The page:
News & Updates
Environmental Justice Organisations Liabilities and Trade
April 21, 2014
Hear the term conflict resolution and it usually brings to mind parties involved in armed conflict. The violence and intensity of these situations commands our attention. The global community has evolved diplomatic, economic and other interventions to help opposing parties step back from violence and negotiate solutions to their differences. However, we are often less equipped to deal with very serious, but non-military, conflicts arising from unresolved global issues like climate change.
Perhaps it is because the events contributing to climate change and environmental degradation are more diffuse, slower moving and have consequences that are further in the future. The Intergovernmental Panel on Climate Change has warned that the economic disruptions engendered by climate change could lead to armed conflict. Yet there has been no consensus on how to move forward. Environmental conflicts play out in locales across the world, often without much media attention. We have few at our disposal to help us grasp the scope and nature of the problem. But that may be changing.
The Environmental Justice Atlas is a new online tool that maps locations where environmental conflicts currently exist (see the atlas at http://ejatlas.org/) It was introduced the week of March 17th and is invaluable for those who study environmentally-based conflicts. The Environmental Justice Atlas was funded by the European Commission and built by Environmental Justice Organisations, Liabilities and Trade (EJOLT). There are 915 conflicts currently covered. “It’s only the tip of the iceberg,” says Nick Meynen, EJOLT spokesman. The group’s goal is to expand the initial coverage to 2,000 conflicts in the coming year. (Science, 28 March 2014, Vol. 343, p. 1413)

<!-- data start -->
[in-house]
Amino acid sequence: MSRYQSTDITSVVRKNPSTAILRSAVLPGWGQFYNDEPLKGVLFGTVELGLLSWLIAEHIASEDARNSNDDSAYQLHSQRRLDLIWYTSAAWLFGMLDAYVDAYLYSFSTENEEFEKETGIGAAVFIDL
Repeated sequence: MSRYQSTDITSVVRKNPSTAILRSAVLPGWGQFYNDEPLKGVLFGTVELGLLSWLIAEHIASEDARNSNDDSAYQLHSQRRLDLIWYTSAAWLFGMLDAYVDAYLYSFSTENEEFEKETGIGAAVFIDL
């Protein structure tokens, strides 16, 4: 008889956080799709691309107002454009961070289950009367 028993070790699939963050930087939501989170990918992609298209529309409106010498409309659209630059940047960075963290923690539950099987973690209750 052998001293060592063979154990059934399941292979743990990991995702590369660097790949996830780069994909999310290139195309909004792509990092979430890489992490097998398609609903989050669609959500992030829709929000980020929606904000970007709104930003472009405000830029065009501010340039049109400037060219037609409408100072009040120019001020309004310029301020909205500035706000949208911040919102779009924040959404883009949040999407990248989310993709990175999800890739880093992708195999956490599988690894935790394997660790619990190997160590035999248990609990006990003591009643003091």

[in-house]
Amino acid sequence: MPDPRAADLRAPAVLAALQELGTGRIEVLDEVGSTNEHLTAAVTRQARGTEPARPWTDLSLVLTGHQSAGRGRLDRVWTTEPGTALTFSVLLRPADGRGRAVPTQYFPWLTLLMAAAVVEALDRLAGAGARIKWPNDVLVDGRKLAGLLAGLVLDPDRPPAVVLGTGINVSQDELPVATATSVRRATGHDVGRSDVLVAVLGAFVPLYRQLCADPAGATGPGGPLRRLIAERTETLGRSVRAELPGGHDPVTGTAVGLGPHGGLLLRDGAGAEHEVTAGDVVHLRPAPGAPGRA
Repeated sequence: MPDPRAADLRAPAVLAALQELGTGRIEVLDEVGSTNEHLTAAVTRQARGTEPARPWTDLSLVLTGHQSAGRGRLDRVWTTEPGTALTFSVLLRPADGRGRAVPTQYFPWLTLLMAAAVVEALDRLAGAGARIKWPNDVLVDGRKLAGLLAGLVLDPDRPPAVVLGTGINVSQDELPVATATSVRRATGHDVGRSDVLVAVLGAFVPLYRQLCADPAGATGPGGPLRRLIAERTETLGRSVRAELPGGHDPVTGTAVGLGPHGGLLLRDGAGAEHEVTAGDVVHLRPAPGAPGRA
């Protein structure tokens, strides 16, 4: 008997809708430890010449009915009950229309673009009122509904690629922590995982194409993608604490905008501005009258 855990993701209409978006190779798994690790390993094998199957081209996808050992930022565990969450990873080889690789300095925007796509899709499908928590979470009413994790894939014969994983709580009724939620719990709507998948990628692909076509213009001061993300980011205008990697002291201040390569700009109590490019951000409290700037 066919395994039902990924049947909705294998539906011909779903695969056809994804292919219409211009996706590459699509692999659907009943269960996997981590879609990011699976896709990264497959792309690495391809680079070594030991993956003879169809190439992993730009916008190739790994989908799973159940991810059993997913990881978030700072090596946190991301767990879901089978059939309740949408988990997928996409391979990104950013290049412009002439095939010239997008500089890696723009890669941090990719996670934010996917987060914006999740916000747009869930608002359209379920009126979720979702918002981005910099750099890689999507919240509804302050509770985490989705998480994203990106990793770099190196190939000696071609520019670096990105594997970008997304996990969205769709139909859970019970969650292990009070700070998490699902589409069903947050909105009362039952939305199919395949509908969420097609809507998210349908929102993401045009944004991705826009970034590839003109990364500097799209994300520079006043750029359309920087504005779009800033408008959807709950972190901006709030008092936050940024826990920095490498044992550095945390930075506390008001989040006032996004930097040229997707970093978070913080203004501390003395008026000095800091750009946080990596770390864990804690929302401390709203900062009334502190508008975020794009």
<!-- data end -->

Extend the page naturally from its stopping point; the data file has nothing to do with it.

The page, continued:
The tool uses a global map to highlight the hotspots of environmental conflict. A set of 100 filters covering categories such as Country, Company, Commodity, and Type let even environmental novices easily pinpoint specific sites of conflict and their origins. Though easy to use, the Environmental Justice Atlas is designed with a depth of information that will be appreciated by academicians and activists alike. The tool is also available to the public. Sites of environmental conflict are color coded to make it easy for the user to discern the type of environmental threat that exists at a specific location. In the U.S. for example, there are 35 sites of environmental conflict identified and described in detail.
The genius of this tool is that it simultaneously gives us the global picture of environmental threats and also lets us quickly get to the details of situations needing our attention. It is an open tool. Academics can provide input to expand the range of cases and fill in gaps. As the tool evolves, it may become a political force that makes it more difficult for politicians around the globe to ignore or defer action on environmental issues.
The stakes are high, especially for future generations who have no voice now in the decisions being made to avert catastrophic environmental damage from climate change, as well as potential armed conflict driven by these disruptive forces. Tools like the Environmental Justice Atlas can help focus our attention, avoid indecision, and make informed choices.